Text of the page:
A whisky that was sent into space to discover how gravity effects the flavour of Scotland’s liquor will return to Earth next month.
A precious vial of Ardbeg – an Islay Scotch whisky – has spent the last three years orbiting the Earth aboard the International Space Station, travelling at 17,227 miles per hour.
The single malt is due to re-enter the Earth’s atmosphere on September 12, and scientists say they will be able to analyse the effect gravity has on the whisky maturation process for the first time.
An identical vial has also been kept at the Ardbeg Distillery, on the south coast of the isle of Islay, to act as a control sample.
Last night, Dr Bill Lumsden, Ardbeg’s director of distilling and whisky creation, said the study – the first of its kind – could change the future of whisky production forever.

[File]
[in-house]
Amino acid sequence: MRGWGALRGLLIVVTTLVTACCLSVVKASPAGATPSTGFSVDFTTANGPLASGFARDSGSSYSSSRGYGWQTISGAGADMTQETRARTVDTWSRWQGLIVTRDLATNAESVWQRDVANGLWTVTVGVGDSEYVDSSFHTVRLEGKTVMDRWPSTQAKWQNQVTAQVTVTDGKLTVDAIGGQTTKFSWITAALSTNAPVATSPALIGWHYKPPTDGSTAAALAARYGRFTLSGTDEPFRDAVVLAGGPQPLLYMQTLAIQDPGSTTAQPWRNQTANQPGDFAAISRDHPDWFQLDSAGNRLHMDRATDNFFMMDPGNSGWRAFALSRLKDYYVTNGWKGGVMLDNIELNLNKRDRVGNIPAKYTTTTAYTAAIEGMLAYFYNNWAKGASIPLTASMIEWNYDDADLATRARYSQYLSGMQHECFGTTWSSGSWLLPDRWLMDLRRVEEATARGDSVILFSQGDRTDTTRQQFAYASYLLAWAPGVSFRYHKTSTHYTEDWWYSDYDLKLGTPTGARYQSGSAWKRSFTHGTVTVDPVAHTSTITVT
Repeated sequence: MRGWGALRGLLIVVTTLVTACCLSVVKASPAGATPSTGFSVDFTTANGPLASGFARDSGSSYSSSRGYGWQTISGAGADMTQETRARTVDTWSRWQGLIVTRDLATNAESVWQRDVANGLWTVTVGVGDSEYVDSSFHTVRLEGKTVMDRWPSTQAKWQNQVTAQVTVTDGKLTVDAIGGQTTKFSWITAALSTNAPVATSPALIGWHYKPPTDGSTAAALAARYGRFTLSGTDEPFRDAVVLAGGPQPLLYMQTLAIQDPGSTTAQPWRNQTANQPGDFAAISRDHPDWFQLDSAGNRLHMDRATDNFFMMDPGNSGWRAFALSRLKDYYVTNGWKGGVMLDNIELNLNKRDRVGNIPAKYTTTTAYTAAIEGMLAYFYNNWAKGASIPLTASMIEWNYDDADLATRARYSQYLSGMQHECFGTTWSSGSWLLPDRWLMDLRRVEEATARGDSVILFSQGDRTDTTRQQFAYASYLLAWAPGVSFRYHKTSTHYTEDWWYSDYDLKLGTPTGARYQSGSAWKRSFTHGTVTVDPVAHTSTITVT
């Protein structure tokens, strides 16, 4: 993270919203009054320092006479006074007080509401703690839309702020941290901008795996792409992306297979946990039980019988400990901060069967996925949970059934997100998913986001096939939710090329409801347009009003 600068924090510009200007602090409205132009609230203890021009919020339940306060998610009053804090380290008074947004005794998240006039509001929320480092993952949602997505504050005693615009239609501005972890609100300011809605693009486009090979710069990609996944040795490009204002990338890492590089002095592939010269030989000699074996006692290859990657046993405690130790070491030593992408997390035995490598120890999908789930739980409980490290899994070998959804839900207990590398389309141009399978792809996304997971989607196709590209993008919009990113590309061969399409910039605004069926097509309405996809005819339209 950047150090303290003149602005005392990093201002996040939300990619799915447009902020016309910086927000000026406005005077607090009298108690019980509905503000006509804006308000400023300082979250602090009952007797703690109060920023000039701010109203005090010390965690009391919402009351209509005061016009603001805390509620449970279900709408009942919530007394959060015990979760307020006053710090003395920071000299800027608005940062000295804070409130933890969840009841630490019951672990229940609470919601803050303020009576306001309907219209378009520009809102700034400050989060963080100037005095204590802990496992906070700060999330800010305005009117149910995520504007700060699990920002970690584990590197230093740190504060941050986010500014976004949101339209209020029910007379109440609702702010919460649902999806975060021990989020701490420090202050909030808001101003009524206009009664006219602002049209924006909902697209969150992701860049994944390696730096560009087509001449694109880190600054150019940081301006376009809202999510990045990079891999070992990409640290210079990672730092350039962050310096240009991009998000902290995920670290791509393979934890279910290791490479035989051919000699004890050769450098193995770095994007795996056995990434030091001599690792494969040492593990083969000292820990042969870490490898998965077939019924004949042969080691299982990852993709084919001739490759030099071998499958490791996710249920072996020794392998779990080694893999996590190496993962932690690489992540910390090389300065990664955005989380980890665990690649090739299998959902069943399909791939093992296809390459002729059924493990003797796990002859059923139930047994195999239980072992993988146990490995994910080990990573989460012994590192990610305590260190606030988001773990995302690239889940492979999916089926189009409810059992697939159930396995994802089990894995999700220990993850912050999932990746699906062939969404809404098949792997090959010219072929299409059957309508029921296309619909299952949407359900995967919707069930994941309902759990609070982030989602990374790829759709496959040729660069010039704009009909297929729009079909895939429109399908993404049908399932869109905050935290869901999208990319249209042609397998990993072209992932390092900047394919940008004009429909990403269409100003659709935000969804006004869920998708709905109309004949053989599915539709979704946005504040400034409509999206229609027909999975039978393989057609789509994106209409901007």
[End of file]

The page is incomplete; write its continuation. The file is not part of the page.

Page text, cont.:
Both samples will be reunited in a laboratory in Houston, Texas, where scientists will compare the vials, examining the interaction of the Ardbeg-crafted molecules with charred oak to document what differences occur between earth whisky and space whisky.
Dr Lumsden, a bio-chemist who will conduct the research alongside US-based space research company, NanoRacks LLC, said: “Ardbeg is known for taking risks in its development of some of the most coveted whiskies in the world, so it is fitting that it is the first distillery ever in space.
“We are now close to the end, close to finding answers to something previously unknown which is truly exciting.
“This is one small step for man but one giant leap for whisky, and the team hope to uncover how flavours develop in different gravitational conditions – findings which could revolutionise the whisky-making process.”
The vial will return to solid ground in Kazakhstan aboard the Soyuz-U rocket, before it is taken to Houston to be analysed. A final white paper with the full research findings will be published in 2015 once all testing is complete.
To celebrate, Ardbeg has commissioned a new single malt, named Supernova 2014.